The neurodegenerative mechanisms involved in the aetiopathogenesis of Parkinson's disease have yet to be fully elucidated. It seems likely, however, that a major role is played by oxidative stress, related to the generation of free radicals associated with dopamine metabolism and loss of mitochondrial electron transport function. Neurotoxins, arising exogenously and/or endogenously, may also be involved. Evidence that pramipexole, a dopamine D3-preferring agonist, possesses a neuroprotective potential comes from a number of directions. In studies conducted in vivo, pramipexole protects dopaminergic neurones against the effects of transient forebrain ischaemia, and against the neurotoxic effects of methamphetamine, 3-acetylpyridine, 6-hydroxydopamine and MPTP. In in vitro studies using cultures of rat mesencephalic, human neuroblastoma, rat mesencephalic/murine neuroblastoma-glioma hybrid, or rat cerebellar granule cells, pramipexole has been shown to attenuate the neurotoxic effects of dopamine and the L form of 3,4-dihydroxyphenylalanine (L-DOPA) in neuronal cell culture, as well as of MPP+, these effects apparently being linked to pramipexole's antioxidant, free-radical scavenging actions. It has also been demonstrated that D3 receptor stimulation may be a necessary element in at least part of the neuroprotective action exerted by pramipexole, whilst other studies suggest that pramipexole may enhance trophic activity in dopaminergic cells. It seems likely that the neuroprotective actions of pramipexole involve these different mechanisms (and possibly others) acting in concert. In contrast to the substantial evidence from laboratory studies that pramipexole is able to exert marked neuroprotective effects on dopaminergic neurones, it is not yet clear that such effects form an important part of the therapeutic action of pramipexole when it is used clinically in the treatment of Parkinson's disease. Recent evidence from single photon emission computed tomography (SPECT) imaging studies has revealed a trend towards a reduction in dopaminergic neurodegeneration in patients with early Parkinson's disease treated with pramipexole, relative to effects seen in patients treated for the same period of time with carbidopa/L-DOPA; after approximately 2 years the trend did not attain statistical significance, but patients are being followed up for a further 2 years. Further work is required to establish whether, and to what extent, the neuroprotective actions of pramipexole seen in laboratory-based studies translate into the protection and preservation of nigrostriatal dopaminergic neurones in parkinsonian patients.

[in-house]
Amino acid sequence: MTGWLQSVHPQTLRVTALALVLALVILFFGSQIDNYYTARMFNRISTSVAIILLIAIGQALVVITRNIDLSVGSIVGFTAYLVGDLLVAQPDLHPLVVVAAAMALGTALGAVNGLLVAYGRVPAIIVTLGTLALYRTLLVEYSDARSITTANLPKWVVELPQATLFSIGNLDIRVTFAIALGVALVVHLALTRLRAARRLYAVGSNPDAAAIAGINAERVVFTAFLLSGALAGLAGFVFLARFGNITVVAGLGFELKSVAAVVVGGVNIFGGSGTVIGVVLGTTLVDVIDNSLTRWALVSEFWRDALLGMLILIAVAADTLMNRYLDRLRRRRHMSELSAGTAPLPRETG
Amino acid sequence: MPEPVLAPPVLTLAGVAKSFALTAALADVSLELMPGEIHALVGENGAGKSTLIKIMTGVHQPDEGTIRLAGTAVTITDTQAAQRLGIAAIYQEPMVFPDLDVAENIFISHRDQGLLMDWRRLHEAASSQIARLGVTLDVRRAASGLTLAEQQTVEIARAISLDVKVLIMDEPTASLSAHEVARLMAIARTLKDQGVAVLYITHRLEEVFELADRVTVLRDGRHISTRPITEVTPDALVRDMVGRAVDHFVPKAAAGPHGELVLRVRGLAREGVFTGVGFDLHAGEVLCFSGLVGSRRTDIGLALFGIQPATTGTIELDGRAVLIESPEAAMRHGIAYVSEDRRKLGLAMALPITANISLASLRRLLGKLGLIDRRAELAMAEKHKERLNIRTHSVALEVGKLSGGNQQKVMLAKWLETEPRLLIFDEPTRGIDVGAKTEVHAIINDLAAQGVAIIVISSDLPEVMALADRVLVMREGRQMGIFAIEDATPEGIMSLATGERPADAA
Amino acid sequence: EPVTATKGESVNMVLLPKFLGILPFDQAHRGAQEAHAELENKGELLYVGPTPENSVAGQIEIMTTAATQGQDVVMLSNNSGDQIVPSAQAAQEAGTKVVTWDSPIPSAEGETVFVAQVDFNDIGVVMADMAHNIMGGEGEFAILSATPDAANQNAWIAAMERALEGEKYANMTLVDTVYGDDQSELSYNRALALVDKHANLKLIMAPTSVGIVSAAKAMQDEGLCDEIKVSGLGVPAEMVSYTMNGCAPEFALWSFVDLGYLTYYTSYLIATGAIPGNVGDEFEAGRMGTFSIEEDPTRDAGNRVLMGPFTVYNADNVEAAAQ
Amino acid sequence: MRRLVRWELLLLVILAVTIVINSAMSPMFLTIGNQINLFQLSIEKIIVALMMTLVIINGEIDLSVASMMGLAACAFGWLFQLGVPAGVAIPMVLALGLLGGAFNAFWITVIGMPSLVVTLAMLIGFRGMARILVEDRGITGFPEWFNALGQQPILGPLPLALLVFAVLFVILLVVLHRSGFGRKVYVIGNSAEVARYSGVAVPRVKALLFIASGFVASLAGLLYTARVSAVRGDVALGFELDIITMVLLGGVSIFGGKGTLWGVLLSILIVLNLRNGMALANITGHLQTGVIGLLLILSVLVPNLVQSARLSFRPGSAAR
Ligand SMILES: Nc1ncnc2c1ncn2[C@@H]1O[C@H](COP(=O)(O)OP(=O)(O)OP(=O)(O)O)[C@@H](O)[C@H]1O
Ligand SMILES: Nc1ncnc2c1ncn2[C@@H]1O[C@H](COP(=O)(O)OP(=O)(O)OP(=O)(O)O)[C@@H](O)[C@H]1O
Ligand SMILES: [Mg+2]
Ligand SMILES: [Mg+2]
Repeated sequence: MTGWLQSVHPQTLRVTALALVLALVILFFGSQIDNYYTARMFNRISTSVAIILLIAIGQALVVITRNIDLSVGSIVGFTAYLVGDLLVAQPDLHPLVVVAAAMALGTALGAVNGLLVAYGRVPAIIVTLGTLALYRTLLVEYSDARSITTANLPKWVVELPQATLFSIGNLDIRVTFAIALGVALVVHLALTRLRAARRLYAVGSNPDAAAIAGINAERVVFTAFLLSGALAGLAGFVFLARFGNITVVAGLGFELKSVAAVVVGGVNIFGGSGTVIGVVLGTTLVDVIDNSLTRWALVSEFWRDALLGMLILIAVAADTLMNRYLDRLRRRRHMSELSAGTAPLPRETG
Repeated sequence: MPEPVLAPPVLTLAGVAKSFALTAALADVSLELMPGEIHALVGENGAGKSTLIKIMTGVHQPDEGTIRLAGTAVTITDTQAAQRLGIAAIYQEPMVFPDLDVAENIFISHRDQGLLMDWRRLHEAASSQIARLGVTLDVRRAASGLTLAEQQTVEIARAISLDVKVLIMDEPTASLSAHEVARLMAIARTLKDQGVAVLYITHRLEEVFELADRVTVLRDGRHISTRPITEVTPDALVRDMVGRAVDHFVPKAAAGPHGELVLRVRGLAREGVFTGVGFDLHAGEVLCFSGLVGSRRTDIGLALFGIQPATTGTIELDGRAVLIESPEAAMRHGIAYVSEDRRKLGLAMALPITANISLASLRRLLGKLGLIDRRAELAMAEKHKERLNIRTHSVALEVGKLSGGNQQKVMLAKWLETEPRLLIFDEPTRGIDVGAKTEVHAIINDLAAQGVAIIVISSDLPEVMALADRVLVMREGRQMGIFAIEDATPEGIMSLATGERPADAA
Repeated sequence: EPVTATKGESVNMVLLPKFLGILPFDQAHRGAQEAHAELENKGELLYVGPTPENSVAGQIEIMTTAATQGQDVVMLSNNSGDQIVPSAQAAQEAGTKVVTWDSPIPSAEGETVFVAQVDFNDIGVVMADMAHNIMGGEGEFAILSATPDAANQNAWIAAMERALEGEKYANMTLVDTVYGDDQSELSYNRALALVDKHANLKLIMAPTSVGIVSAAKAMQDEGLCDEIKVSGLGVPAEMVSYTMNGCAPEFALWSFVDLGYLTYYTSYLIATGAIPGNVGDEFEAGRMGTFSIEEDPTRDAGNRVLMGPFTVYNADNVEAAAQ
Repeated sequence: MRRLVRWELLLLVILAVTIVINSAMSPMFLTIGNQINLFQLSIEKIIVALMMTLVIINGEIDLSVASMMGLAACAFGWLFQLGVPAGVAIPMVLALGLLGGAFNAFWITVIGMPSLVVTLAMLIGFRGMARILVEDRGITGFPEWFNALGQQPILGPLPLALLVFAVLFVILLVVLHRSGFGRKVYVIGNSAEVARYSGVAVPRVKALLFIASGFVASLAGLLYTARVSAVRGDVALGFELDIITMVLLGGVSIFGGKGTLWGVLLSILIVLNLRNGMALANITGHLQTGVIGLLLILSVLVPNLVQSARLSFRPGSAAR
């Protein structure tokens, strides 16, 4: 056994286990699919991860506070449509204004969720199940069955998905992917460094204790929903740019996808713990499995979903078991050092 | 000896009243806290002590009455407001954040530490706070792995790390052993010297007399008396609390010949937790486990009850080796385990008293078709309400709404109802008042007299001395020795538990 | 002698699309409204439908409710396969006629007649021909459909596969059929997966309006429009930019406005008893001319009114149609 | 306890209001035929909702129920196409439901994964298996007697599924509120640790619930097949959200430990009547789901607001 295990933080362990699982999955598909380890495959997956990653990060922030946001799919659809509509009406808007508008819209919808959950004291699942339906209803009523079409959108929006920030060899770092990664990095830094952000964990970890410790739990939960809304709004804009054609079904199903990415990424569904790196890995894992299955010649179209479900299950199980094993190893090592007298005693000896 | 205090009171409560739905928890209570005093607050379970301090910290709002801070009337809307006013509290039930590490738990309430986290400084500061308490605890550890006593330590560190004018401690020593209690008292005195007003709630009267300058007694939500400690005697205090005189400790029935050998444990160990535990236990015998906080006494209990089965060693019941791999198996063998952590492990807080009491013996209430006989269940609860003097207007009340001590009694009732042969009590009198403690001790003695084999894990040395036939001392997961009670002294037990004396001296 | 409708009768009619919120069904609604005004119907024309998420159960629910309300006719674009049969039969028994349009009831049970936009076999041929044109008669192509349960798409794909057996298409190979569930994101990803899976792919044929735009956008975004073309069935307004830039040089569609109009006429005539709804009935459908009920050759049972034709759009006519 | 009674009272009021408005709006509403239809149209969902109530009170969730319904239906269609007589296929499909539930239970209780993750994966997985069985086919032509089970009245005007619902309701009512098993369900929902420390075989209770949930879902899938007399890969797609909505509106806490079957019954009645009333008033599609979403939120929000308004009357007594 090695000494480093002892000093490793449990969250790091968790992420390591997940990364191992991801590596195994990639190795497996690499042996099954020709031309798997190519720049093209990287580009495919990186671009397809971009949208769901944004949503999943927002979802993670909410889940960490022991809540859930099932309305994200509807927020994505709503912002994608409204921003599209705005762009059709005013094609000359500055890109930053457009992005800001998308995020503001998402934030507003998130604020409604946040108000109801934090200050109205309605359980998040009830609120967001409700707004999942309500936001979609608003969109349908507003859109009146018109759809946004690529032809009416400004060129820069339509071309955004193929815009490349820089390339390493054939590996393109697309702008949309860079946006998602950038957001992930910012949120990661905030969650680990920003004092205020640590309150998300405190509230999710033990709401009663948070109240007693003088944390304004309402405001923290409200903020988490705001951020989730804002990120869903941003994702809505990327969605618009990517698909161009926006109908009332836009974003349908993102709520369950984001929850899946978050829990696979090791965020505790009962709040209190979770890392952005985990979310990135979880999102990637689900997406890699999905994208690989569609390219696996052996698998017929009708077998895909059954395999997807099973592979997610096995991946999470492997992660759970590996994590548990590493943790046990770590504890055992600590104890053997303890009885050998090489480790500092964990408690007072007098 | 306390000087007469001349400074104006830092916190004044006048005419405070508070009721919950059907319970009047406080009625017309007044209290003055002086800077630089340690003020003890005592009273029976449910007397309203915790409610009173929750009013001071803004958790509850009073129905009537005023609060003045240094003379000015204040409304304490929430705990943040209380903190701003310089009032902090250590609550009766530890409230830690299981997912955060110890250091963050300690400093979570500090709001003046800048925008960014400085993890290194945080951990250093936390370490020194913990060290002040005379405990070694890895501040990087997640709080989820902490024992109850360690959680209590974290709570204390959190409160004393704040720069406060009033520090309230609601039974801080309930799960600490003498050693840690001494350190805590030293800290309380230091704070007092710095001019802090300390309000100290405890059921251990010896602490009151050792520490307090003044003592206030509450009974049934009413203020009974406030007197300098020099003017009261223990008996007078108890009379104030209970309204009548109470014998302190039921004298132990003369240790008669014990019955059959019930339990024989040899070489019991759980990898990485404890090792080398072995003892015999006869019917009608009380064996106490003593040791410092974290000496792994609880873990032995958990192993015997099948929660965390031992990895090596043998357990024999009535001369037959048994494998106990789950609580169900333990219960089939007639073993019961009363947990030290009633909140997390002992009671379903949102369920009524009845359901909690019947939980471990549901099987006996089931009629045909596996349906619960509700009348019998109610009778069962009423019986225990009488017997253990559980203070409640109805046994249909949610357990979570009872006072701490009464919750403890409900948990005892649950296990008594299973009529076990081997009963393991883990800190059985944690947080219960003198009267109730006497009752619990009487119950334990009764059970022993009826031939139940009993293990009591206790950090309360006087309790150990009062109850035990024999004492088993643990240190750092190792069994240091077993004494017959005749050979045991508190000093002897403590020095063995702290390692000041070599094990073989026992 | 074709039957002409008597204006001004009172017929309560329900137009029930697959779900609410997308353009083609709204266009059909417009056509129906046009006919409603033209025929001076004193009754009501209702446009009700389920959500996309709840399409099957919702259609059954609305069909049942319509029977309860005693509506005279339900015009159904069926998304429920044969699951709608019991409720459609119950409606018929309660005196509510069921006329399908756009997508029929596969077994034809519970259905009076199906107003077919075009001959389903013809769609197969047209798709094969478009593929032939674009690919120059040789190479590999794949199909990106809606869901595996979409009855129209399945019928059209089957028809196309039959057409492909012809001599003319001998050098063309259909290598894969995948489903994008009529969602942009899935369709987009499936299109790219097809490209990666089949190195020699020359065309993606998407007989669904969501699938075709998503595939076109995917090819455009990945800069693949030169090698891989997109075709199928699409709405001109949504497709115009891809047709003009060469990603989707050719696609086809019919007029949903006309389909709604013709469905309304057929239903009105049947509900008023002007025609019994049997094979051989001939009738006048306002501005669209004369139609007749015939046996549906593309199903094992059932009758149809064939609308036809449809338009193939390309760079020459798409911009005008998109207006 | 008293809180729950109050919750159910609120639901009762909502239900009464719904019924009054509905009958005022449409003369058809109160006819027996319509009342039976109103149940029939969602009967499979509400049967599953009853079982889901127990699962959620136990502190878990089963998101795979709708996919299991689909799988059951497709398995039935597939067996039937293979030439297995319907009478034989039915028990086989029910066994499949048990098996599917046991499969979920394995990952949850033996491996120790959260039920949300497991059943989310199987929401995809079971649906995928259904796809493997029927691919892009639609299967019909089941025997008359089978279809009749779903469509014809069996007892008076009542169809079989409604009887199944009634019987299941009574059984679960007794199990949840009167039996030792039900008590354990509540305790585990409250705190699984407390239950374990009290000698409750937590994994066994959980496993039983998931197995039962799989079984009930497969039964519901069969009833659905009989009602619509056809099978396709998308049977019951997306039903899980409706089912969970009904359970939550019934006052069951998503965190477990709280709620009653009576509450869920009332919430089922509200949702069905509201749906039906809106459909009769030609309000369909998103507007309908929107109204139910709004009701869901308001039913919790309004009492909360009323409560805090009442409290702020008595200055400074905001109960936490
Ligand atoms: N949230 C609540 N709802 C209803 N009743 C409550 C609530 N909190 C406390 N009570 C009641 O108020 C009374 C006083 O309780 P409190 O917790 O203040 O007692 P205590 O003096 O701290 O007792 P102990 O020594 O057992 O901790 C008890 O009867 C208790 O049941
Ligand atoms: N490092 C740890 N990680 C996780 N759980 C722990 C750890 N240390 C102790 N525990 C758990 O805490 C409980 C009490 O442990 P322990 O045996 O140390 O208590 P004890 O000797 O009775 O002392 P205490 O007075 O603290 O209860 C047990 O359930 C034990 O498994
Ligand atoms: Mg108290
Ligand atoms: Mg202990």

|Original language||English (US)|
|Number of pages||25|
|Journal||Reviews in Contemporary Pharmacotherapy|
|State||Published - 2001|
ASJC Scopus subject areas